Chart Beat Wednesday: Lady Antebellum, Taylor Swift, Hole
Lady Antebellum on the cover of Billboard magazine. Mark Humphrey / AP Images

How's this for cultural whiplash: Charles Kelley, Dave Haywood and Hillary Scott-better-known as the country act Lady Antebellum-are calling prior to a performance at the San Antonio Stock Show and Rodeo, less than a week after rubbing designer-cloaked elbows with the likes of Beyoncé and Lady Gaga at the 51st annual Grammy Awards. Their Grammy performance was memorably elegant, not to mention a commercial home run, but suffice to say that the Nashville-based trio feels more at home among the Wrangler set.

"The Grammys were a big moment," says Kelley, who shares lead vocals with Scott, "but we felt a bit like fish out of water with all those big-time musicians."

Outsized humility is a well-worn country-music verity, but regardless, with the release of its second album, "Need You Now," Lady Antebellum has officially joined the big-time. "Need You Now" sits atop the Billboard 200 for a second consecutive week, selling 209,000 copies one week after its head-turning 481,000-unit bow. That was the biggest country debut since Taylor Swift's "Fearless" in November 2008, and the biggest debut sales week since Susan Boyle's "I Dreamed a Dream" moved 701,000 last November.

The title-track lead single, already topping the country chart, is now moving up the pop charts as well, buoyed by the act's Grammy performance. Lady A also picked up its first Grammy that evening, taking home the trophy for best country performance by a duo or group with vocals for "I Run to You," from the group's 2008 debut.

Following the Grammys, the threesome hung around in Los Angeles long enough to see "Need You Now" shoot to No. 1, then headed back to the more familiar pastures of San Antonio. That's where the trio spoke with Billboard about the price of pop, calling mama and what roads Lady A might travel in the future.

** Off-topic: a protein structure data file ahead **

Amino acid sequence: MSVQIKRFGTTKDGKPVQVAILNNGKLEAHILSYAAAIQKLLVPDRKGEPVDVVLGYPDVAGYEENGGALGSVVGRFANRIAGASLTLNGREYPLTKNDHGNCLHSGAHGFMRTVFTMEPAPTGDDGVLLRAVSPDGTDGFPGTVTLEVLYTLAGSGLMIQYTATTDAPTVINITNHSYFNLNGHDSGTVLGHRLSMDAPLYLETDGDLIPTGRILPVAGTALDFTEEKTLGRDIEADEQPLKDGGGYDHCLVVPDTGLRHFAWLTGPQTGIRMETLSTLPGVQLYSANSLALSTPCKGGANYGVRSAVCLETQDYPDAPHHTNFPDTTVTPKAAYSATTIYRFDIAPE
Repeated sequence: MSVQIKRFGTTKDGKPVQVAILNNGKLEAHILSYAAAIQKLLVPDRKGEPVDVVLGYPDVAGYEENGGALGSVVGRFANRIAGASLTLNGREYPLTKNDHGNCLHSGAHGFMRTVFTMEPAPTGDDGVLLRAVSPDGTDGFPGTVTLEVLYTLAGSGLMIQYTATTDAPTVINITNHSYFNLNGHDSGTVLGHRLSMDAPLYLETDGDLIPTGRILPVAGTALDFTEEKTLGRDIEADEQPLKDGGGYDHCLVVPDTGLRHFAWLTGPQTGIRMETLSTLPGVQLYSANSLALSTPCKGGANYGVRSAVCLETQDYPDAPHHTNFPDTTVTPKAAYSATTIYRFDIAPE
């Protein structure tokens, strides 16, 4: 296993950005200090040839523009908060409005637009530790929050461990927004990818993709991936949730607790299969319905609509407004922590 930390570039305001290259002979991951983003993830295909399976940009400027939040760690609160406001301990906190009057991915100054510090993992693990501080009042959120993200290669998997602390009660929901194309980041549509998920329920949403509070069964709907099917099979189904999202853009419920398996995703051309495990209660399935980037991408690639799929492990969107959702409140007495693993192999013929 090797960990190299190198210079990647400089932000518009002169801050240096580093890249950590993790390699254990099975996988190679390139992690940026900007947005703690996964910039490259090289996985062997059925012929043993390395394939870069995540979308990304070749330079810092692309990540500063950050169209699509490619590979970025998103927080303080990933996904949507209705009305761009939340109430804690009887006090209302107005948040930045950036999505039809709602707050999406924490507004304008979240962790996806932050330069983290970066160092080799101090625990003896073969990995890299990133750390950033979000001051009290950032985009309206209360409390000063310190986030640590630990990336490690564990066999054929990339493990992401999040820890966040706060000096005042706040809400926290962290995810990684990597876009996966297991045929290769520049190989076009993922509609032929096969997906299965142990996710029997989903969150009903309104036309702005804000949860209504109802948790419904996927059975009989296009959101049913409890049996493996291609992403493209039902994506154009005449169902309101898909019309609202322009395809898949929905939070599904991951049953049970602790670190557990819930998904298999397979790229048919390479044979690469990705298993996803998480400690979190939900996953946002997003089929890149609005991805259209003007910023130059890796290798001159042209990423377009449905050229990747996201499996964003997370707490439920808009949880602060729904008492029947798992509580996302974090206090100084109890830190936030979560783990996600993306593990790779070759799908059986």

"Need You Now" is an enormous success. Who did you call first when you heard the first-week sales news?

Hillary Scott: I called my mama.

Charles Kelley: I didn't call mine, because I don't think she has too much understanding about how many records get sold. If I were to call my Mom and say, "Guess what, we sold almost 500,000 the first week," she would say, "Well, that's just wonderful."

Dave Haywood: If you would have told her we sold 5,000 records she would have said, "Well, that's just wonderful."

Grammy performances usually rely on flash and spectacle, but your staging was rather understated. Whose idea was that?

Scott: The three of us took a look at our [Country Music Assn. (CMA) Awards] performance in November, and we really liked how that came across. We talked to our manager Gary Borman, and he recommended we get together with a really talented guy by the name of Mark Brickman. We told him our thoughts, he told us his, and we came up with something we felt good about. The actual Grammy performance was a little bit haphazard-I was almost decapitated by a curtain and a couple of other things went wrong-but, honestly, we really just wanted to make it about the song.

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